In 1923, the Hudson River Day Line created a recreational park at Indian Point, south of Peekskill on the east shore of the Hudson, for Day Line passengers. The original purchase of 320 acres, a former farm, extended more than a mile along the riverbank. Indian Point Park was a day trip destination for Day Line passengers set up to rival the popular park at Bear Mountain.
A 1923 Hudson River Day Line magazine article described the park as a “shady and always cool resting spot for those who wish to escape the city’s heat.” The park featured a cafeteria, picnic tables, swings, two baseball diamonds “for boys and young men” and lots of shade trees. The amusement area had rides and games for all ages, a dance hall, a beer hall and miniature golf.
Water activities included the riverfront beach, a swimming pool, rowing on a “tranquil mountain lake” and speedboat rides.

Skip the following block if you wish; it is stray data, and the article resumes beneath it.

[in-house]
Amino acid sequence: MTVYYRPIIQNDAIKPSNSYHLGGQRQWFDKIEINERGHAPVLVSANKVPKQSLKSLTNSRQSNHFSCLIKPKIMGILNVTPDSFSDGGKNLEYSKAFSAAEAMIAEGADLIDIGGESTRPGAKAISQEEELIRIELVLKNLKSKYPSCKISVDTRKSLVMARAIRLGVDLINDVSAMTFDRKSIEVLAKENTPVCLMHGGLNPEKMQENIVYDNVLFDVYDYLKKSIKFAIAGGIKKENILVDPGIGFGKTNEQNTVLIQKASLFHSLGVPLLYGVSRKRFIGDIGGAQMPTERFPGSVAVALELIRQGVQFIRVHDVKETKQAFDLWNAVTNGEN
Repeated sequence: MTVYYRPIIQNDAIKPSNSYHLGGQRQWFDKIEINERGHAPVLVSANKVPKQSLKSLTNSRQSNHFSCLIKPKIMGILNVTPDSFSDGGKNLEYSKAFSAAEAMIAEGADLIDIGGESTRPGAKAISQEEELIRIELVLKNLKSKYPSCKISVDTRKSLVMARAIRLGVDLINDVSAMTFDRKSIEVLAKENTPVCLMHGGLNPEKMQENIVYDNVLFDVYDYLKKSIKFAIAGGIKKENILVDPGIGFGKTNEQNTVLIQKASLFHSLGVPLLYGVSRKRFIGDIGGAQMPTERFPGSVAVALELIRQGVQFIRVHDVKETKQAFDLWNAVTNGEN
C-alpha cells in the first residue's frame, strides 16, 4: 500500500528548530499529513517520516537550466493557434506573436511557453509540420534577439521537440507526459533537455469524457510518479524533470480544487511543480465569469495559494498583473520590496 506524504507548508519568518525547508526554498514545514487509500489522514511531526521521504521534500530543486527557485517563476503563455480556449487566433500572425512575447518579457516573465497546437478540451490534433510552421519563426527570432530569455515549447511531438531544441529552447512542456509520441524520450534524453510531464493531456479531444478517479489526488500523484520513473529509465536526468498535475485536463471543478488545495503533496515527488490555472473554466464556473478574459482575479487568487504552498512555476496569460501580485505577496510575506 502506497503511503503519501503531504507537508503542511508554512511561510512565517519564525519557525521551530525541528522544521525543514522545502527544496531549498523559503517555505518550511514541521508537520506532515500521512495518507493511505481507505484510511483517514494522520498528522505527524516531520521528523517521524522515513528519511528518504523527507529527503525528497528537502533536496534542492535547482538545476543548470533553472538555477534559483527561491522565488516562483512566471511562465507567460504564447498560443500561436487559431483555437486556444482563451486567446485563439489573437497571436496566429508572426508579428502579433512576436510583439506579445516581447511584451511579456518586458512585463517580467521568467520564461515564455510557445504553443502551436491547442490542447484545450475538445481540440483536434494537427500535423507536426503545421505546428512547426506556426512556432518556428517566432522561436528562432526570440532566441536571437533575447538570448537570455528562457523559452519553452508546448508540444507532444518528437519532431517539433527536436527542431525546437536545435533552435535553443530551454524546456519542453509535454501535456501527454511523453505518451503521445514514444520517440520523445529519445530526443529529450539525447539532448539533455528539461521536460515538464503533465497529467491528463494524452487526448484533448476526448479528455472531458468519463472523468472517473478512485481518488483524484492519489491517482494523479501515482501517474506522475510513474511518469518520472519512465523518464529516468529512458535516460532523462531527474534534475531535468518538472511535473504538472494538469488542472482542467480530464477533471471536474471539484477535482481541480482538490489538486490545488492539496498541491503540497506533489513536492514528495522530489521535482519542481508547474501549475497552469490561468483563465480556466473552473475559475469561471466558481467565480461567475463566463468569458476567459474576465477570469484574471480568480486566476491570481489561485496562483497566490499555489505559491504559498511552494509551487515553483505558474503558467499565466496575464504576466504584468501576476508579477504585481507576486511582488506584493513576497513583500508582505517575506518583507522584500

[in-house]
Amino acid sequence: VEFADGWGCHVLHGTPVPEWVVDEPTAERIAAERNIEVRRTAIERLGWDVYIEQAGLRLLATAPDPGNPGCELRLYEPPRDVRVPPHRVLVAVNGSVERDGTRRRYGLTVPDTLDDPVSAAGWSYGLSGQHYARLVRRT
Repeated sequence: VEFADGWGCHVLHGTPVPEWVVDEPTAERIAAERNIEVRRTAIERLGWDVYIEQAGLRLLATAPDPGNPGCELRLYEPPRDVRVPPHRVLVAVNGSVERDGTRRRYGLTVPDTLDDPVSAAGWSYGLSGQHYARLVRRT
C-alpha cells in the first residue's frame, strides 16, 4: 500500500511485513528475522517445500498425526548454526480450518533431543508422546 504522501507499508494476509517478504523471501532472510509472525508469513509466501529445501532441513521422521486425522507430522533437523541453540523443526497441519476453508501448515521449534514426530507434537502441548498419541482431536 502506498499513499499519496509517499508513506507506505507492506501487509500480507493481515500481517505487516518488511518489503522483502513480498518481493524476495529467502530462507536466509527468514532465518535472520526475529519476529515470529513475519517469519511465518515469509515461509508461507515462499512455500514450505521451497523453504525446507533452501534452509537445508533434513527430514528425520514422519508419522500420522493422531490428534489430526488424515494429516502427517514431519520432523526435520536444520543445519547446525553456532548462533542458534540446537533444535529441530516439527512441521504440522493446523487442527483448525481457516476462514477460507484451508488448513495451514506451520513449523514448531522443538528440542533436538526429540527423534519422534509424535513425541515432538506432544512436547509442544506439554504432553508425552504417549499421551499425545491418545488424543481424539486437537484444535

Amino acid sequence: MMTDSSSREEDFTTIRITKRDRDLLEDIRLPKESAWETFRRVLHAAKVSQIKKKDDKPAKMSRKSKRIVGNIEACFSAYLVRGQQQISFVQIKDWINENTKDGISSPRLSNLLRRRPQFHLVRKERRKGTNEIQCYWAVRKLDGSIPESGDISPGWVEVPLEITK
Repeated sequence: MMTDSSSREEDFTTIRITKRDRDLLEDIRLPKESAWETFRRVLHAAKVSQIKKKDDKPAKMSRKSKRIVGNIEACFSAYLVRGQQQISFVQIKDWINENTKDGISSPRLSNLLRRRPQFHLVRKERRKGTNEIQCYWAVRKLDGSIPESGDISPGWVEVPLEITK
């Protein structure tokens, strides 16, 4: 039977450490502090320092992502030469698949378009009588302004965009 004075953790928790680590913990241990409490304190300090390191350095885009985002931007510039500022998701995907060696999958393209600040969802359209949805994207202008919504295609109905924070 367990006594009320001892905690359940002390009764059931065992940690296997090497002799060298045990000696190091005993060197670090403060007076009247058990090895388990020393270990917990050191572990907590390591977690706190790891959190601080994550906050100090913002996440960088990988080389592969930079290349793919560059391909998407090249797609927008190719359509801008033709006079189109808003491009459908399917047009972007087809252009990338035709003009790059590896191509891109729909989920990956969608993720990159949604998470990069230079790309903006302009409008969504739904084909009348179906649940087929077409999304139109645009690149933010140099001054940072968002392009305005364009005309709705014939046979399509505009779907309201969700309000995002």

Indian Point Park provided a woodland respite for city dwellers. The Hudson River Day Line steamers left New York City docks in mid-morning, arrived at Indian Point Park at lunch time, giving passengers three hours to spend at the park before returning to the New York City docks in the late afternoon. The park property backed up to the Croton and Mt. Kisco reservoirs that provided water to New York City. Walks through the forested lands and along wildflower paths were outlined in Day Line brochures. In addition, a farm on the property provided produce for the meals served on the Hudson River Day Line steamers.
From 1923 to 1948 Indian Point Park was operated by the Hudson River Day Line. In 1948 the park was closed to be reopened under new ownership in 1950, at which point cars and buses brought visitors to the park. By the mid-1950s the amusement park closed and the property was purchased by Consolidated Edison Gas and Electric Company for the nuclear power plant that opened in 1962.
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Hudson River Maritime Museum
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